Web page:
Magnifier by GiöbiaRelease date: May 5, 2017
Label: Heavy Psych Sounds Records
Giöbia have gained a bit of a reputation on the Italian psych scene although to this reviewer’s ears, they are an entirely new prospect. Purveyors of tripped out psychedelia with the lysergic sound of the 60’s meeting the acid house of Hawkwind, Giöbia go further than this may suggest as they break the confines of space.
Getting off to a suitably upbeat start with ‘This World Was Being Watched Closely’, it is almost straight-laced compared to where they end up. All throbbing bass and sampled voices, it’s akin to the KLF albeit without the arch irony. Instead we have a band in tune with the contemporary sounds of modern psych, but with their head firmly in the motorik sounds of Neu and Can. This sound becomes all the more clearer on ‘The Pond’, which really sets its stall out with its insistent rhythm and space rock meets krautrock urgency. All bets are off with where they may end up.
‘The Stain’ offers a dose of the 60’s with its phased vocals and excitable organ sound breaking away from their rhythmic sound. This doesn’t last as before long they take us down the route of ‘Lentamente La Luce Svanirà’, which apes Pink Floyd’s ‘One Of These Days’ for the first half before opening into a stunningly beautiful second half. It’s a fantastic part of the album which hammers home not just the talent here, but also the superb production and sequencing.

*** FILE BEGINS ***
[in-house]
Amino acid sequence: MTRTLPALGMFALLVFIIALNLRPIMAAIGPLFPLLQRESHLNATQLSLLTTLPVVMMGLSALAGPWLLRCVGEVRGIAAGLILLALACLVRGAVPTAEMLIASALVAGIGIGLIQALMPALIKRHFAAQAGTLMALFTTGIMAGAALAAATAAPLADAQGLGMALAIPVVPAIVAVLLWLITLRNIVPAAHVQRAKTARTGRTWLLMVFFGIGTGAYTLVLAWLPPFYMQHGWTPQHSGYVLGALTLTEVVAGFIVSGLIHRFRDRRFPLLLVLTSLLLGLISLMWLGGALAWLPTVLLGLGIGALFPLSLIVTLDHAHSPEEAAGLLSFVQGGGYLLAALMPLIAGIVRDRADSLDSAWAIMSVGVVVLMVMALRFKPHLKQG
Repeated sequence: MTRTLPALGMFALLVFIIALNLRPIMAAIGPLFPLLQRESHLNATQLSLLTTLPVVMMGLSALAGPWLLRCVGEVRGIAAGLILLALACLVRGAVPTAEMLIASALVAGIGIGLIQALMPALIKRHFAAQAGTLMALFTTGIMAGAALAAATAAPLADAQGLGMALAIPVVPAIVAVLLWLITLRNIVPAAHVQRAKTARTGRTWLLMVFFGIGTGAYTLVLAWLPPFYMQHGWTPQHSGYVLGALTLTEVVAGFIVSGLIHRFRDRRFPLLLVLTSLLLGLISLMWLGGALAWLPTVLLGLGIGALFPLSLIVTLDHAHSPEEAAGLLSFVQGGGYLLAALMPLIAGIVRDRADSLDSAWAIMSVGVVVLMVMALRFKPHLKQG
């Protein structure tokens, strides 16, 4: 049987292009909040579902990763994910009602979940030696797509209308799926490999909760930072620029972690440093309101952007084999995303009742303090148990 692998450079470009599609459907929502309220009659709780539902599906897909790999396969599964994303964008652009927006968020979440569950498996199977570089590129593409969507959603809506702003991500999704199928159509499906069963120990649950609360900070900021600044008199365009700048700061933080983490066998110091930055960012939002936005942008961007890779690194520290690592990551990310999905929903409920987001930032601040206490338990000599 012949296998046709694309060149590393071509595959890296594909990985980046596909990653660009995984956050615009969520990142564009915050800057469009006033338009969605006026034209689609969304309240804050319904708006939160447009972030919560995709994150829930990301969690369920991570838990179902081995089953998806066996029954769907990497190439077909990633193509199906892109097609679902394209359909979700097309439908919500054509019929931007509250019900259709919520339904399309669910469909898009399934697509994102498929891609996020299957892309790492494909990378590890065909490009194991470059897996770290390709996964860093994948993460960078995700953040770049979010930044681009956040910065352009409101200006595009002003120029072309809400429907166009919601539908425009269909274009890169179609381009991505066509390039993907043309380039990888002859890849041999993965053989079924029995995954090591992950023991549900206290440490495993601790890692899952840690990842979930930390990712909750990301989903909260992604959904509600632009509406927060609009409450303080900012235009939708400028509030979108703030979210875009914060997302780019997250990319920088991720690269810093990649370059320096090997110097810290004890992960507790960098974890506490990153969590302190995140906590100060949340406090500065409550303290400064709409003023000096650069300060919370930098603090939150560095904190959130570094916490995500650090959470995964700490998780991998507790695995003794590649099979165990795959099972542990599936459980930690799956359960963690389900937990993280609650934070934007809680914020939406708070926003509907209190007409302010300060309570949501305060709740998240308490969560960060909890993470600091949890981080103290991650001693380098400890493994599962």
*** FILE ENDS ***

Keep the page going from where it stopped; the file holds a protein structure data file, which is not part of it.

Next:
After the sublimity comes the darkness and ‘Devils Howl’ lives up to its name with its grinding metal stomp. This heaviness continues on the full blown ‘Magic Potion’, which throttles the life out of its riff in all its greasy biker glory. Like eating peyote and cruising down the highway on a last chance power drive, this is the freewheeling psychedelia of the lost 60’s.
‘Sun Spectre’ is psych by numbers to start with, but once it gets going it suddenly becomes this ever growing, pulsating number which sends out its rhythmic pulses in metronomic fashion. Maybe it’s key is in the stripped down nature of the music, essentially driving a simple riff forward, enhanced by effects which leads it to its stunning conclusion. It’s safe to say that by this point Giöbia have reached peak “psych”.
Leading us out with the glorious sun-blessed sound of ‘Magnifier’, one wonders quite why Giöbia aren’t known in wider psych circles. Much of the scene has become fragmented and it’s interesting to see pockets of activity in places like Italy that don’t get latched on by wider circles. That’s the nature of the underground scene though and it remains for the bands to get passed around by word of mouth. Giöbia are a band who, for this reviewer, have struck a chord and for anyone who has shown a passing interest in psychedelia, they should check Magnifier out. It’s a work of tripped out intensity and ticks all the boxes for the discerning psychonaut. An impressive and far out album.